It seemed like nothing happened in our garden for the longest time, then Bang!ReplyDelete
It's fun when the warmer weather and longer days kick in.
You said it! After months of sowing seeds, preparing beds & transplanting, it's wonderful when we finally start being rewarded for our efforts!Delete
I had the same experience with critters that must have hatched beneath my Agribon fabric. Amazing what lives in the soil, isn't it?ReplyDelete
Your stuff is looking marvelous. I don't know what all this warm weather (freaky!!) means, but I'm sure enjoying the EARLY start to it all.
It is wacky, isn't it? I've really enjoyed the warm up this past couple of weeks, but tomorrow it's supposed to hit 100F with the humidex...yikes - that's a bit too much for me! Have a wonderful weekend as well...and stay cool ;)Delete
What a great selection of plants. Husband wants to start some greens this year...not mostly tomatoes as in the past. Did anyone tell you that you are so darn tidy...lolReplyDelete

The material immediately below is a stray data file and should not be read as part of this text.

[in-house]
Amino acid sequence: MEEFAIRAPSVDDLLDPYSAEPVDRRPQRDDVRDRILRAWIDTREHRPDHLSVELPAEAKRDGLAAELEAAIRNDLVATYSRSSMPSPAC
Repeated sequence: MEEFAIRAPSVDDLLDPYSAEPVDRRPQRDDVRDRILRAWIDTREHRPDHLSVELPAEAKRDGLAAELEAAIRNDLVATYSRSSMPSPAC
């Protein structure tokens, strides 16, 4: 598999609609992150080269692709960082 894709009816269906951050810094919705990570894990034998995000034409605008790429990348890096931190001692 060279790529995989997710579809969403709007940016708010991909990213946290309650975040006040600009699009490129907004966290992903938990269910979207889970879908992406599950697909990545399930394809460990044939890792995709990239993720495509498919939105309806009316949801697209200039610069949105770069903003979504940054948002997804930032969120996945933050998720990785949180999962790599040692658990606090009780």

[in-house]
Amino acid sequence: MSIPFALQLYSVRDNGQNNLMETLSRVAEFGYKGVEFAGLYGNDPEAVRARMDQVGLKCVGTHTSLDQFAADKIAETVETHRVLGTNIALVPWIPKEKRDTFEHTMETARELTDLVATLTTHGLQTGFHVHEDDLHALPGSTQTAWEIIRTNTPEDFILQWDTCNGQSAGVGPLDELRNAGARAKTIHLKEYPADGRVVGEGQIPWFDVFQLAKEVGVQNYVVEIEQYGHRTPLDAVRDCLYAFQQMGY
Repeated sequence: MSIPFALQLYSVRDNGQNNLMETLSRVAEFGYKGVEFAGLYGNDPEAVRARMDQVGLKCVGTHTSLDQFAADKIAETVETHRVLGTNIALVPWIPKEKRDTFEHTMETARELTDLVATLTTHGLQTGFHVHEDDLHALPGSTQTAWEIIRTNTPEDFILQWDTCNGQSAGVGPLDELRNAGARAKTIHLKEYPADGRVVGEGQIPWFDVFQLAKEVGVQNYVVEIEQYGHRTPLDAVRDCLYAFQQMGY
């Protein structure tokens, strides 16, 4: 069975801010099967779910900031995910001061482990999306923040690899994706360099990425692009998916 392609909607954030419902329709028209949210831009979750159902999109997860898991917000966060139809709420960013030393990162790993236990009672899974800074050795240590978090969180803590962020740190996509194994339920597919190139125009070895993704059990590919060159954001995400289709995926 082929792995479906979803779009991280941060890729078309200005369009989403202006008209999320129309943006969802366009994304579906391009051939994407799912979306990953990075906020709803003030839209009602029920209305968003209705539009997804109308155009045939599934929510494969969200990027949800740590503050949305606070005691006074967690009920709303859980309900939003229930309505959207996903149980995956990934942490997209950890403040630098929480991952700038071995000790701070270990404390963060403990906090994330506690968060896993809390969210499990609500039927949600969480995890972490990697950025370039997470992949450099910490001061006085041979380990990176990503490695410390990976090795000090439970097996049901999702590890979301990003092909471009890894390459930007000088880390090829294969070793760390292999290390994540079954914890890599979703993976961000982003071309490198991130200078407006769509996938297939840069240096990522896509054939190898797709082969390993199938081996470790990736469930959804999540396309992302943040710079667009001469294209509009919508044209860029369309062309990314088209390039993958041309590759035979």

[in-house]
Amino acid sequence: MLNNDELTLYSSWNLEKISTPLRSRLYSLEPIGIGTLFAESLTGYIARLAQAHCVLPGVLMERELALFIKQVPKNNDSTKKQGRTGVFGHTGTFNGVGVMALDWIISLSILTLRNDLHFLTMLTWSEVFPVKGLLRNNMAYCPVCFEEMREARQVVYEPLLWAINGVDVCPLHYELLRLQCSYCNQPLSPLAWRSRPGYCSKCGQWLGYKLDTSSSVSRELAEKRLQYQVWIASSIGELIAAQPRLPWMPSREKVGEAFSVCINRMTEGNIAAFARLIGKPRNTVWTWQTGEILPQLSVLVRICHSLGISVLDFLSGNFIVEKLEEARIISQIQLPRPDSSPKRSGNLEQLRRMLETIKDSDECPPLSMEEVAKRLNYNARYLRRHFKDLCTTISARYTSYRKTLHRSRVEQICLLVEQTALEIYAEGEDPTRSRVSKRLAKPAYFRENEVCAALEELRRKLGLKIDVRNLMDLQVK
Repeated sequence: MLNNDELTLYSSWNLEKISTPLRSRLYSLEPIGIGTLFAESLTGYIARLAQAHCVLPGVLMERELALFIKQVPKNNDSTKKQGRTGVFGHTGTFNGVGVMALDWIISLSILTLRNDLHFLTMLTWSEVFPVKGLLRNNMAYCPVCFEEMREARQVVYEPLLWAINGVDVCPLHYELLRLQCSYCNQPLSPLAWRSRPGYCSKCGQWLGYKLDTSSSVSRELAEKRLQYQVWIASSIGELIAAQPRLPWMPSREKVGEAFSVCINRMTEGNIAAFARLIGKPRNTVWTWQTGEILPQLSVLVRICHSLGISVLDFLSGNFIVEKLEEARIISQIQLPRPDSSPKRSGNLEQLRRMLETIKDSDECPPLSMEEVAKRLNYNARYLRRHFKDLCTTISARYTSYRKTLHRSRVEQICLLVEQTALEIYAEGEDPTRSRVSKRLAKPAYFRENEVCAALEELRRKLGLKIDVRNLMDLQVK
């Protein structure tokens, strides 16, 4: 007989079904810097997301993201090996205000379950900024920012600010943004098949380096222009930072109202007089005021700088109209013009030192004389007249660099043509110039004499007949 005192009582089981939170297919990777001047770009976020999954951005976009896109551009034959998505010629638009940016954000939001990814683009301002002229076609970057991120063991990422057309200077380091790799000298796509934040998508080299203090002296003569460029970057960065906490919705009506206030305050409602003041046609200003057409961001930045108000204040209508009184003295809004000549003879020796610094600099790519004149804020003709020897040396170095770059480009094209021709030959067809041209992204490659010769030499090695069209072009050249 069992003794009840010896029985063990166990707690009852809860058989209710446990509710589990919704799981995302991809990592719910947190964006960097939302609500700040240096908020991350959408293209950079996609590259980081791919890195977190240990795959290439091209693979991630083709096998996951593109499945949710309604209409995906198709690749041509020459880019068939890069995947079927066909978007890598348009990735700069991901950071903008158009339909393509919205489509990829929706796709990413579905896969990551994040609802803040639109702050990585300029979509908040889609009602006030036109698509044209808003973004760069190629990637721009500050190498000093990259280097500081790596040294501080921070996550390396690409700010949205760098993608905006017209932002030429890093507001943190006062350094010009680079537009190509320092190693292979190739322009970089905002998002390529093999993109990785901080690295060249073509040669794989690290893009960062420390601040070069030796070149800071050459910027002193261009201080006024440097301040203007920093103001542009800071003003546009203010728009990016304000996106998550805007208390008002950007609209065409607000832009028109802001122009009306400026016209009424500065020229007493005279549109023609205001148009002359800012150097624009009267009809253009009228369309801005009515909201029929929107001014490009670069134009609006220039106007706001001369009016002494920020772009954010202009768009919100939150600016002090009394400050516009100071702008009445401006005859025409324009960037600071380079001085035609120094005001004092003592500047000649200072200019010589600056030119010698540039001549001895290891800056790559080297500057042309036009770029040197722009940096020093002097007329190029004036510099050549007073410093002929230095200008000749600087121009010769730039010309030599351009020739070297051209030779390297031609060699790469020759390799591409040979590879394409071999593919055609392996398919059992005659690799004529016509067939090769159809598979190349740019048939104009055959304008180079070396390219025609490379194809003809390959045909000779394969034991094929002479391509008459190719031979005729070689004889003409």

LOL - Since the kids were born, tidy sort of went out the window and was replaced with "good enough" ;) As they get older, however, things are slowly improving, so I have hope! I think your husband will be very happy with his decision to grow some greens - they are so rewarding & well worth a spot in the veg patch.Delete
Some big changes in a short space of time, eh? I think you must have even more varieties of plant in your garden than my *mere* 40! The straw-bale experiment sounds interesting. I hope it works well. I hadn't realised that you had to do all that conditioning stuff.ReplyDelete
Well Mark, you certainly inspired me when it came to variety! This year I have embraced the "grow more varieties, but fewer plants of each" motto.Delete
I was skeptical about the whole bale conditioning process, so I'm quite surprised that they are actually doing what they are supposed to. I can't wait to get them planted up!
How wonderful to eat your own greens instead of grocery shopping! I grew lettuce one spring but am always so eager to get my flowers in the ground, instead. If I was your neighbor, I'd show up with a big empty bowl and a growling stomach every day!ReplyDelete